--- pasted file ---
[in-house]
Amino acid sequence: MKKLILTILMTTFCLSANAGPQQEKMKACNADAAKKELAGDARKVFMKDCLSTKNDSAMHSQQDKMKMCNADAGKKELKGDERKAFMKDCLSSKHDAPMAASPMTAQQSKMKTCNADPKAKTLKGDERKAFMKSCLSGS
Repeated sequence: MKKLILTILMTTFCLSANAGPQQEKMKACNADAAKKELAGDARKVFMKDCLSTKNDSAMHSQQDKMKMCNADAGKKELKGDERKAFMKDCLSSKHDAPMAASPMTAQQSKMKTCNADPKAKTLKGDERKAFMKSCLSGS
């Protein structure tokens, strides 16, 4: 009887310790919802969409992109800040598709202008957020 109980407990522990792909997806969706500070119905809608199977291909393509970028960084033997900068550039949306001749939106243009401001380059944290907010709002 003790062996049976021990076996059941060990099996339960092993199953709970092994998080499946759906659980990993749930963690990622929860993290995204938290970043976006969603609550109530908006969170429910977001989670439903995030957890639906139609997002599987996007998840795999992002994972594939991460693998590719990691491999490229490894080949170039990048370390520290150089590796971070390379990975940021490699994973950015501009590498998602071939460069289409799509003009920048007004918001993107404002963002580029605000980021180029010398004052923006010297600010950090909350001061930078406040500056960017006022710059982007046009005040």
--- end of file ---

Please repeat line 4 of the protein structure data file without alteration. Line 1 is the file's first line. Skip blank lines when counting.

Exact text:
């Protein structure tokens, strides 16, 4: 009887310790919802969409992109800040598709202008957020 109980407990522990792909997806969706500070119905809608199977291909393509970028960084033997900068550039949306001749939106243009401001380059944290907010709002 003790062996049976021990076996059941060990099996339960092993199953709970092994998080499946759906659980990993749930963690990622929860993290995204938290970043976006969603609550109530908006969170429910977001989670439903995030957890639906139609997002599987996007998840795999992002994972594939991460693998590719990691491999490229490894080949170039990048370390520290150089590796971070390379990975940021490699994973950015501009590498998602071939460069289409799509003009920048007004918001993107404002963002580029605000980021180029010398004052923006010297600010950090909350001061930078406040500056960017006022710059982007046009005040």